How to make a geometric stamp — carefully!

Last week, I found myself rushing to Arting Circle so I could complete the collage I started last week. Rushing is in rush hour, let me just say, isn’t the best combination. I finally arrived, ready to carve the stamp I had in my mind for the next layer. I brought my stamp making supplies and I got to work.

stamp supplies

I have never made a geometric stamp and as it turns out, working with straight edges is a bit of a challenge. I’m glad my design was not built around repeating geometrics. Fortunately, this random pattern allowed for some flexibility in size of the squares and rectangles, which it turned out I needed because I had to clean up several edges.

geometric random design

stamp edges

I enjoy carving stamps—there’s something very calming about the process of cutting into the rubber and swiping each bit away. But I was anxious to complete this one and get to the collage. Last week I had come to a stopping point in building up my layers. I just couldn’t seem to find my way to the next step. All I could think about was the stamp I wanted but didn’t have.

finished stamp

Now I have it!

To be clear, to complete a stamp carving means to finalize with several passes of test stamping with ink pad on scrap paper until all the little bits are carved away (and all the edges are straightened up).

test stamping

But after a few test passes, I finally I had the image carved how I wanted it—and whoosh, I was so quick to mix my paint , you would have thought I’d had a plan for the color I wanted. I didn’t. I just seemed to know what was needed. (Golden Burnt Umber into an otherwise too bright Hansa Yellow.)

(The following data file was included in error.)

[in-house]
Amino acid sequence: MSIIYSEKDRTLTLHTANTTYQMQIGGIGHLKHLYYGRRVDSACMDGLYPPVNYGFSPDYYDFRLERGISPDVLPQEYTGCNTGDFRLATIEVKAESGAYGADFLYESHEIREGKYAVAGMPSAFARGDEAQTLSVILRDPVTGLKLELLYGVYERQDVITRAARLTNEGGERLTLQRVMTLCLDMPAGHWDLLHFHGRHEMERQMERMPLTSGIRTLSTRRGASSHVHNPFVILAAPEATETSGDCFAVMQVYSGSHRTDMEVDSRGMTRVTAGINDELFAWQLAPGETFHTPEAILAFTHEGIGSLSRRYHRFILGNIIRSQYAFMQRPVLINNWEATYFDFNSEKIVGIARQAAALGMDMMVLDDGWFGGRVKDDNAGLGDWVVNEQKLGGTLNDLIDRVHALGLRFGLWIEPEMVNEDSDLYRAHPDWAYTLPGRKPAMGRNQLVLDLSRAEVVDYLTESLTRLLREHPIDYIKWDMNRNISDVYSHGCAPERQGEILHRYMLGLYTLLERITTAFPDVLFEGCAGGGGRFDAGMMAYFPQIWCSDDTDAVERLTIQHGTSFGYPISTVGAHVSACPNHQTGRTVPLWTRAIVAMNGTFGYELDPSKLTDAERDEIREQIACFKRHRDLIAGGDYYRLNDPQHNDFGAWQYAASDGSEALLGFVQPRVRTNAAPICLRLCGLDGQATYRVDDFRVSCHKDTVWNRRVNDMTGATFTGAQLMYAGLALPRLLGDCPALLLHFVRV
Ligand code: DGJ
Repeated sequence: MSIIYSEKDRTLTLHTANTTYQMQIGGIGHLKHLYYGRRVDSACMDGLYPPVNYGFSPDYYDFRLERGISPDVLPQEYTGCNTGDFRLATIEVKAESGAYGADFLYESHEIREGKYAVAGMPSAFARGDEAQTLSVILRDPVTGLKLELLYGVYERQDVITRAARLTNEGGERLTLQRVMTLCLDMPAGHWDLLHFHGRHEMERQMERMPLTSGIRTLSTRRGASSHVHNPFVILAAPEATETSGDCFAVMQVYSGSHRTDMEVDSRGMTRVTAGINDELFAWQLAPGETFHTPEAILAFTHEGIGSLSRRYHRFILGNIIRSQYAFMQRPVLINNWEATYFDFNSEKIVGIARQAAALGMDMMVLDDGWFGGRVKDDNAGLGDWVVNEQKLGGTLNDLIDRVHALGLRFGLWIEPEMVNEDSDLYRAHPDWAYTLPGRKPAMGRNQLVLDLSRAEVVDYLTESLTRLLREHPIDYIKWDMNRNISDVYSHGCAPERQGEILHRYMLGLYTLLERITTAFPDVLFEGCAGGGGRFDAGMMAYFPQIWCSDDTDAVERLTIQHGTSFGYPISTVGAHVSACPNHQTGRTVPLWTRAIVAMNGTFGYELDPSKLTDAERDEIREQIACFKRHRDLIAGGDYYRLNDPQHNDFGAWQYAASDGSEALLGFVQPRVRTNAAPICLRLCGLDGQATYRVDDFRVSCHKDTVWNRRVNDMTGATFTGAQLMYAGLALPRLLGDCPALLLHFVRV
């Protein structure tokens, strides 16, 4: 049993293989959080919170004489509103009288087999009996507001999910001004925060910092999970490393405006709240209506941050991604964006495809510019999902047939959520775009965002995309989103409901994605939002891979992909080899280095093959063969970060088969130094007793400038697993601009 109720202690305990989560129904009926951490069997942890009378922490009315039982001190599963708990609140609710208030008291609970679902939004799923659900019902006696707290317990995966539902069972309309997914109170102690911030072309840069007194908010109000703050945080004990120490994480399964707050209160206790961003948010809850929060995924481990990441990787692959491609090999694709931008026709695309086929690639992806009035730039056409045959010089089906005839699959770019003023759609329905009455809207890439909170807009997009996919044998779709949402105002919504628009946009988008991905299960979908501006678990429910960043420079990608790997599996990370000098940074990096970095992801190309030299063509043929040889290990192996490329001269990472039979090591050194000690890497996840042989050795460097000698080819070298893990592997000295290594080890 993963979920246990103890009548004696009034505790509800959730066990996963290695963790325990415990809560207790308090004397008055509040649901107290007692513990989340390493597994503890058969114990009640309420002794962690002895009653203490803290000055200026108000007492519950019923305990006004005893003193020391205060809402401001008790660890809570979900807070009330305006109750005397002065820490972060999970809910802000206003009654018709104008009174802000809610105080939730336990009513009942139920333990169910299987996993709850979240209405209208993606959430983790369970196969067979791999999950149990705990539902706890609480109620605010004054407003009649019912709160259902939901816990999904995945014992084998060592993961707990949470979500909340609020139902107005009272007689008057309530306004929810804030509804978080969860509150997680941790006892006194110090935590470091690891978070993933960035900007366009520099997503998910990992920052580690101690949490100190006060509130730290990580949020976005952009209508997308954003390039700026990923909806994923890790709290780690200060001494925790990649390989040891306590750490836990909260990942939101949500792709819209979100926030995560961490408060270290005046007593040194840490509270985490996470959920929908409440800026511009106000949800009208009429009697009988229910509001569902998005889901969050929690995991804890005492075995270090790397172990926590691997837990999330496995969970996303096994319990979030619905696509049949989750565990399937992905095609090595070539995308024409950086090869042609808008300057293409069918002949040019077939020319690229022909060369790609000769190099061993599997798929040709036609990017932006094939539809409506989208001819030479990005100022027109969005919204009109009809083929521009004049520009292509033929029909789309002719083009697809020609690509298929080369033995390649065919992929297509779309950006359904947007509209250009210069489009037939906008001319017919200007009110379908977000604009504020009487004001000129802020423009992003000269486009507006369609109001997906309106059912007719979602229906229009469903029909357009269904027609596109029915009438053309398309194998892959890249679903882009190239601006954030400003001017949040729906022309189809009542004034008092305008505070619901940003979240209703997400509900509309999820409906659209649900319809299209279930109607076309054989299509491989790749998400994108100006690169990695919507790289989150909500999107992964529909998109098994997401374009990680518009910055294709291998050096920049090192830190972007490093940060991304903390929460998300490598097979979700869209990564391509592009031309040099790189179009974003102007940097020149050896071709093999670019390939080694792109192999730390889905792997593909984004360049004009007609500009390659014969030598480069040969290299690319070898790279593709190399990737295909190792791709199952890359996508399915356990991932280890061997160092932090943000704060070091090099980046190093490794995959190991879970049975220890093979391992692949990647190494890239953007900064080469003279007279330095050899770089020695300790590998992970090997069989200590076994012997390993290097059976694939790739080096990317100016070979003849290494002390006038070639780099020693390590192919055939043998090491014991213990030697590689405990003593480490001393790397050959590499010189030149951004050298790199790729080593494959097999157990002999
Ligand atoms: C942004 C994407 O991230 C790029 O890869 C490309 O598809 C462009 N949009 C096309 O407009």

I slapped that paint onto the stamp, and with a quick gut check I pushed the stamp onto the collage. One side. Then the other.

Ahhh. That’s what it needed.


stamped collage 2

For that layer.

Unfortunately, I spent so much time on the stamp that I didn’t have time to finish the collage (so sorry, I'm not going to show you the whole thing yet!). I have to admit not finishing led me to some negative self talk at first. "Everyone else finished theirs," and "Why am I always so slow?"

Blah blah.

Had to remind myself that speed is not one of the elements of art—nor any practical principle.

And besides, I learned something I didn't know before about carving geometric shapes, which I can apply to my next stamp and I can also share with you!

Here are some tips for carving geometric stamps:

1. When you make a geometric stamp design, it's easiest to use a random rather than a repeating pattern. This leaves room for error and you can clean up a mistake here and there without ruining the design.

2. For geometric designs, you must use a ruler to both create the design and then to carve the lines. With designs done freehand, it's not as necessary to carve nice straight lines.

3. On the other hand, don't expect perfect straight lines. By definition hand drawn lines aren't perfect—and that's the way we like it.

4. Try test stamping your design on deli paper—even over other scrap marks—this will make great papers for future projects.

5. Geometric designs are versatile additions to many mixed media projects—hand carving your own design will always make it uniquely yours. You should try it!